development... This book also makes interesting reading for
anyone concerned with building social
competence in children with autism and related
conditions since it clearly demonstrates, both
through research and anecdotal accounts, ways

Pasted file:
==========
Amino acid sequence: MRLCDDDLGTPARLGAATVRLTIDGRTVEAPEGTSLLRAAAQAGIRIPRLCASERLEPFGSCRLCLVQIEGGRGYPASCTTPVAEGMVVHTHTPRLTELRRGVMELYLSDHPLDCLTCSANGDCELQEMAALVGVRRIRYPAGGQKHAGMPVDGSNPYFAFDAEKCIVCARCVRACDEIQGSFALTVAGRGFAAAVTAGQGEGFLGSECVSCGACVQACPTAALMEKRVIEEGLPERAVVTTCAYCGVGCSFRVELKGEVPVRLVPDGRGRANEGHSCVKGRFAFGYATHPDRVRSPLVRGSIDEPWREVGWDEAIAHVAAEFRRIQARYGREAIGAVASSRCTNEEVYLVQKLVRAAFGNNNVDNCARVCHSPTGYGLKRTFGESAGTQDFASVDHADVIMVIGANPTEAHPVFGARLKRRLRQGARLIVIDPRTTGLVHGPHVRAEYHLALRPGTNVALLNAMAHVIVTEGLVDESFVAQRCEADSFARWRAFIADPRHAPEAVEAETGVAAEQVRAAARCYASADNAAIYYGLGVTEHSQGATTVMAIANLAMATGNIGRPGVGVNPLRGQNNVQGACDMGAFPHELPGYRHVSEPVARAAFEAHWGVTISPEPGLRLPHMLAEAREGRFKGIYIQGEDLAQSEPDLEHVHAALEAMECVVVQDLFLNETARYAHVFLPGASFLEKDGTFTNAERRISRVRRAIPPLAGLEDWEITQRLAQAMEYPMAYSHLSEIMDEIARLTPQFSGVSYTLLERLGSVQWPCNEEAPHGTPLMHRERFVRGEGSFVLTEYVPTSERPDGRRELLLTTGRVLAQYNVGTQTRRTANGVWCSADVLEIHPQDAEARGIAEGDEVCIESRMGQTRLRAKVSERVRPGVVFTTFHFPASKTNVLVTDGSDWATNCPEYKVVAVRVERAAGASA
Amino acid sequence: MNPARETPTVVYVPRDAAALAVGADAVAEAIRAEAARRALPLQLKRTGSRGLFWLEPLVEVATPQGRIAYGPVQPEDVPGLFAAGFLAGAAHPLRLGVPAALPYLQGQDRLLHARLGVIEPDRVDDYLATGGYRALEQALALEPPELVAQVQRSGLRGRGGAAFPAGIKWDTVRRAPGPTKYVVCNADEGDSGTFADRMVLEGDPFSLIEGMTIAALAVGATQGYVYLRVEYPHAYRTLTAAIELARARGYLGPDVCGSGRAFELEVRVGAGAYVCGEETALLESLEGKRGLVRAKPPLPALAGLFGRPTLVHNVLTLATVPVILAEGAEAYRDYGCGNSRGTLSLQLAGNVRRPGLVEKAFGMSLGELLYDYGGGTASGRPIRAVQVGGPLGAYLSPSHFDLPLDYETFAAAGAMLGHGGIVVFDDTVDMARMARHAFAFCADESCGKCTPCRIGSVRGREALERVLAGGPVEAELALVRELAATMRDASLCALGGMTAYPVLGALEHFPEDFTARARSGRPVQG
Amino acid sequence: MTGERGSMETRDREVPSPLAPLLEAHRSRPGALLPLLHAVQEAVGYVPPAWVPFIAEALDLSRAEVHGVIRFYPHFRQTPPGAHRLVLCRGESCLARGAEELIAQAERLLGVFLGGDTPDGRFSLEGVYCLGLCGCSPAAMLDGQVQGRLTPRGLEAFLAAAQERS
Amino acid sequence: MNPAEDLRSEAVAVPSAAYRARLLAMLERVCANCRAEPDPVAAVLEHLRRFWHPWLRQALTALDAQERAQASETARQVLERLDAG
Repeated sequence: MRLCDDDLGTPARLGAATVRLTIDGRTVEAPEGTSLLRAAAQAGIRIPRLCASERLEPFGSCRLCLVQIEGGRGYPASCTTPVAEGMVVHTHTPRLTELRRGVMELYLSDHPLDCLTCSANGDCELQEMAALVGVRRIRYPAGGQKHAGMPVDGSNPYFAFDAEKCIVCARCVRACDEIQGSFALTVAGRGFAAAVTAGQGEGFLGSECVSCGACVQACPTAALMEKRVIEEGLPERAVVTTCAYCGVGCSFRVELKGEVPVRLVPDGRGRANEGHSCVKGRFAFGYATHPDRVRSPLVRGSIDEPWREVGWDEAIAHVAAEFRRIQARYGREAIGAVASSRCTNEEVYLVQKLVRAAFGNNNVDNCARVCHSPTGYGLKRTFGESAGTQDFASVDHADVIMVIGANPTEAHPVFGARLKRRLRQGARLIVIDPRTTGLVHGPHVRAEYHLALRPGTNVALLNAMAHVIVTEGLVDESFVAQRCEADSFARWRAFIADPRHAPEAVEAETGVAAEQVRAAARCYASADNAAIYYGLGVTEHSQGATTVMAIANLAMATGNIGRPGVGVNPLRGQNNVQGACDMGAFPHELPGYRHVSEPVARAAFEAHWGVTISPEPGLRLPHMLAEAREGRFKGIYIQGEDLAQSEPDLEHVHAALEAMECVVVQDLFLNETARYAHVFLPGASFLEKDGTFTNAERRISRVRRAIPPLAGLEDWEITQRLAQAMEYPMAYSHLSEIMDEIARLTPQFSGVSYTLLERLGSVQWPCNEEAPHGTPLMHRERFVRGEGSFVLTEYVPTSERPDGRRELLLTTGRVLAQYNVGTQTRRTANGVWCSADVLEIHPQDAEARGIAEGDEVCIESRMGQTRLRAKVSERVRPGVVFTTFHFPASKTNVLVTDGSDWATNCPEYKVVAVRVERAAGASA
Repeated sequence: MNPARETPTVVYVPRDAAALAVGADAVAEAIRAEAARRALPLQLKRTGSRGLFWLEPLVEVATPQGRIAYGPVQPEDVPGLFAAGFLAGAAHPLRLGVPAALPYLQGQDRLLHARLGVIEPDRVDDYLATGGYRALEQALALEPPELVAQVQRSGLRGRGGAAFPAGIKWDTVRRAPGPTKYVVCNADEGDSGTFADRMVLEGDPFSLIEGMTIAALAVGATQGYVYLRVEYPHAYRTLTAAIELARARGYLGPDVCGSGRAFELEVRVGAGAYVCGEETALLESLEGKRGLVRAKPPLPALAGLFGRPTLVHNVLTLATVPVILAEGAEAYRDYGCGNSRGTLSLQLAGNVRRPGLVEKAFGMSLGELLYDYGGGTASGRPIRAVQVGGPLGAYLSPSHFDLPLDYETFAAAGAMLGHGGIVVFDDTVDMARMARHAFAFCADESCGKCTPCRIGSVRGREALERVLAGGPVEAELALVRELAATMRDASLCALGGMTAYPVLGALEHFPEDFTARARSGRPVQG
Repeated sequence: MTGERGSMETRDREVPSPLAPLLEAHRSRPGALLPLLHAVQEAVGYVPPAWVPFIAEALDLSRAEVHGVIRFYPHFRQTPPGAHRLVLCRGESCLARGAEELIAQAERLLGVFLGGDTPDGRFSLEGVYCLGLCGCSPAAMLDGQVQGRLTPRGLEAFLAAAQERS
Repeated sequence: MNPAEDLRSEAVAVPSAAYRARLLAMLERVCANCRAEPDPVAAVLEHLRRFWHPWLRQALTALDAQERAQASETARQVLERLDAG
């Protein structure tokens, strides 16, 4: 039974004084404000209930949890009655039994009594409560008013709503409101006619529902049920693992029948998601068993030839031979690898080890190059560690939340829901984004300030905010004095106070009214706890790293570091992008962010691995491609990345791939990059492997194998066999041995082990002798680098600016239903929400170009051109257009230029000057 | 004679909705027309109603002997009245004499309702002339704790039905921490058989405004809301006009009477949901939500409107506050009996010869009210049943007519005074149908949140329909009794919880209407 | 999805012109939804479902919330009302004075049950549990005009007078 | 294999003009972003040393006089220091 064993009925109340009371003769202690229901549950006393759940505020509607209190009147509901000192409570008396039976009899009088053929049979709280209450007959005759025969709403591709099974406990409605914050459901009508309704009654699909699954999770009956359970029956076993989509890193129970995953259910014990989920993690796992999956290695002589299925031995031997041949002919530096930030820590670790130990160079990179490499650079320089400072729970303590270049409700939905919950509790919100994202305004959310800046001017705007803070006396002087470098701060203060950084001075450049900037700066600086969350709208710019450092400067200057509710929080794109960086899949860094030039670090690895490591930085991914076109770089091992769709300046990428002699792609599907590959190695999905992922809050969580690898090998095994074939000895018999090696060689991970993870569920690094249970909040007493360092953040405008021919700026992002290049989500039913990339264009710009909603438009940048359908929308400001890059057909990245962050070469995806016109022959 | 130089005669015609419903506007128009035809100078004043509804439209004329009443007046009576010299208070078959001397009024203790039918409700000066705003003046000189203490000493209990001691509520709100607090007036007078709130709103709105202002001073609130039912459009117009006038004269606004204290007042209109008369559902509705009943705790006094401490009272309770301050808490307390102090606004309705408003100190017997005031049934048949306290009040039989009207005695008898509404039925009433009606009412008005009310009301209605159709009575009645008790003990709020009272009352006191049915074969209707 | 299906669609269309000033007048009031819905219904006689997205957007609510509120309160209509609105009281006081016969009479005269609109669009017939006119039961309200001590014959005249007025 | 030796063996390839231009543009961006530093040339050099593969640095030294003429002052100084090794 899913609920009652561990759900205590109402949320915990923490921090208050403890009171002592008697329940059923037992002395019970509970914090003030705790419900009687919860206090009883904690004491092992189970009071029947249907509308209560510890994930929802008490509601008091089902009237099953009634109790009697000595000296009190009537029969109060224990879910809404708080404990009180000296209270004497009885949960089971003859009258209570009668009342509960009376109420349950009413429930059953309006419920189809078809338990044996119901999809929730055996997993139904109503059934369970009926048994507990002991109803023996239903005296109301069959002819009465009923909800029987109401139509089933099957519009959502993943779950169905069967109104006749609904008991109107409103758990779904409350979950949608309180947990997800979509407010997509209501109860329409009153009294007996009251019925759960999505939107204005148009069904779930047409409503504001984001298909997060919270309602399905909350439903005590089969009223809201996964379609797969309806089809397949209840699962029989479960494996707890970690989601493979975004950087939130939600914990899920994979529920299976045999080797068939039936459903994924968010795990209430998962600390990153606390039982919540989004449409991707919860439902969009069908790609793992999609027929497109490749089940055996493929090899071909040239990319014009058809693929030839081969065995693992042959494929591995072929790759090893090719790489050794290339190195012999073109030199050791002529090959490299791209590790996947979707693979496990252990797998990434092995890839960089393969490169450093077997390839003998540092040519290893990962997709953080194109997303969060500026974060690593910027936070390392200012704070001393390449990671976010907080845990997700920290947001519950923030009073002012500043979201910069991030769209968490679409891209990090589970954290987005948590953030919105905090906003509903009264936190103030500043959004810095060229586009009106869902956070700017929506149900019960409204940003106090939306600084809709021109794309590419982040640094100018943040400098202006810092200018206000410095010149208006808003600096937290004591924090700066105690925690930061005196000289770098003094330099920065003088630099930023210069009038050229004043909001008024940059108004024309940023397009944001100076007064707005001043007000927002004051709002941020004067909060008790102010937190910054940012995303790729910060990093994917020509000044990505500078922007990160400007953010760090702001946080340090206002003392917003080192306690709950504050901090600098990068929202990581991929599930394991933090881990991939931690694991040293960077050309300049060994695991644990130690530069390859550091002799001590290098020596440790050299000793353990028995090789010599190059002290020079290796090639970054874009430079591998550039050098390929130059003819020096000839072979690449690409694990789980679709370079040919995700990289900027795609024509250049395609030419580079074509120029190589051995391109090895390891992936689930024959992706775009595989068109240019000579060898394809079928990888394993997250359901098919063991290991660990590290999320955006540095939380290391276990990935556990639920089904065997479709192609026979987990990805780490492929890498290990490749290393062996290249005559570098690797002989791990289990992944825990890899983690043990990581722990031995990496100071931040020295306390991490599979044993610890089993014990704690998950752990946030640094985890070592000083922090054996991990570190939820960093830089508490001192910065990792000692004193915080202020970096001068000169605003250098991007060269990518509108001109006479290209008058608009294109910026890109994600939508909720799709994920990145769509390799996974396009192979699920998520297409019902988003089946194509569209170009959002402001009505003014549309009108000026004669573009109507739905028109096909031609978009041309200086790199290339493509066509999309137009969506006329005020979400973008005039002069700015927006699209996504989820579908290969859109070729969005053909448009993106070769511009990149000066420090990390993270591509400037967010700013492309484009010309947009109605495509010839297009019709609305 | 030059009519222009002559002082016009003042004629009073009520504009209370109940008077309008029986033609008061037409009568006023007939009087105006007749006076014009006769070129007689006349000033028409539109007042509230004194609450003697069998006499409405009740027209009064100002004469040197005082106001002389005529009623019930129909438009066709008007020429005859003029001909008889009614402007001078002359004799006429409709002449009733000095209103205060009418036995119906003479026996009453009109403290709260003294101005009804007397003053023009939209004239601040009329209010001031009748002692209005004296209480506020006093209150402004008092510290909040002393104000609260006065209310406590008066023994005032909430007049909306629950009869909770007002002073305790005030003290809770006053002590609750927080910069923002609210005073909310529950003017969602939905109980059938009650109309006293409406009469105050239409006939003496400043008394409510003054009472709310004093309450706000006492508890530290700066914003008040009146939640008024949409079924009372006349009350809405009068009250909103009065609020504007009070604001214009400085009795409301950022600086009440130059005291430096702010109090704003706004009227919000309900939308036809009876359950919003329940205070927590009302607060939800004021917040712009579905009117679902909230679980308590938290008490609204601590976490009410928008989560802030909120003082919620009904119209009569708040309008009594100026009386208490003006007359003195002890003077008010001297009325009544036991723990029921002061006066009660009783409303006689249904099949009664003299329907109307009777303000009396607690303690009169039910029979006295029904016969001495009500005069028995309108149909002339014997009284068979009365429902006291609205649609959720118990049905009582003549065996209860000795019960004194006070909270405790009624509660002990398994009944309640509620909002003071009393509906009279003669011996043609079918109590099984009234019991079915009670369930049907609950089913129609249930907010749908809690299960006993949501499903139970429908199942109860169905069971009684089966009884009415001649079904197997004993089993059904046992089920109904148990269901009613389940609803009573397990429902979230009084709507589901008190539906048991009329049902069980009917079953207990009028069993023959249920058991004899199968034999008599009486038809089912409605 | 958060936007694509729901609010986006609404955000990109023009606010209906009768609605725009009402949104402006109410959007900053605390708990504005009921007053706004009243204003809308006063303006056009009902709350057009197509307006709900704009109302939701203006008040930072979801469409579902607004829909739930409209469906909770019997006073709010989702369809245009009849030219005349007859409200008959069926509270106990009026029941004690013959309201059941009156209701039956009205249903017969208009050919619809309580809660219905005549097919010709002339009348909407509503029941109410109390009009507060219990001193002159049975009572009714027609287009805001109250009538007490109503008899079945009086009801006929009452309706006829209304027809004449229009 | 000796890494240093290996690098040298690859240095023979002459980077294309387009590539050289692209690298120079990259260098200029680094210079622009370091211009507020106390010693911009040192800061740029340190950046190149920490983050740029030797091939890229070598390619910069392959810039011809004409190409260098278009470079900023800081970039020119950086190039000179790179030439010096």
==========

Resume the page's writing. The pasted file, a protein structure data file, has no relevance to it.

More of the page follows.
in which this can be achieved... -- Gemma Roxanne West, Student Play Therapist * BAPT - Play Therapy * It goes on to give guidance on how to set up a group, the day to day running and resources, how to assess pupils suitability, assessing progress as well as the environment. The book contains templates to use to support your LEGO (R) groups as well as great tips... I found the book incredibly useful and more accessible than the LEGO (R) therapy manual. As county trainer it is a book I regularly recommend to all the schools I support in setting up LEGO (R) based interventions as their go to guide. -- Nicki Jennings, County Trainer * SEBDA (Emotional and Behavioural Difficulties) * The book on LEGO-Based Therapy defines a particular therapeutic approach. It is a 'social development programme' according to its authors, and its aim is to provide a social development intervention for children with Autism Spectrum Conditions (ASCs). It is a 'collaborative therapy in which children work together to build LEGO models'... LEGO-Based Therapy teaches turn taking, sharing, making eye contact when needed and social rules adherence (using greetings)...Children are encouraged to swap roles and tasks and engage in intelligent conflict resolution and social problem solving with very little adult intervention. -- Action for Aspergers LEGO (R) pieces can be used to construct models, but can also be used to construct social skills. LEGO (R)-based Clubs will become increasingly popular with children who have an Autism Spectrum Condition as an enjoyable social activity that is actually therapeutic. -- Tony Attwood, PhD, Clinical Psychologist, Minds & Hearts Clinic, Australia, and author of The Complete Guide to Asperger's Syndrome A marvellous book that focuses on using a frequent interest as a way of access. It will be of interest to parents and educators alike. -- Fred R. Volkmar, MD, Irving B. Harris Professor of Child Psychiatry, Pediatrics, and Psychology, and Director, Yale University Child Study Center, New Haven, CT Everyone loves LEGO (R) - including children on the autism spectrum. But did you know that through playing with LEGO (R) in a social setting you can draw out autistic children's hidden ability to cooperate with others? Here is a practical guide to making players come together and create together by the sheer magic of LEGO (R). -- Professor Uta Frith, Emeritus Professor of Cognitive Development, Institute of Cognitive Neuroscience, University College London The best kind of therapy is when it's so much fun that the child doesn't know it's happening. LEGO (R)-Based Therapy fits that bill. The authors have left no stone unturned in developing a systematic social intervention. They provide a comprehensive, step-by-step program with documented improvements in social competence. -- Lynn Koegel, PhD, Clinical Director, Koegel Autism Center, University of California, Santa Barbara, CA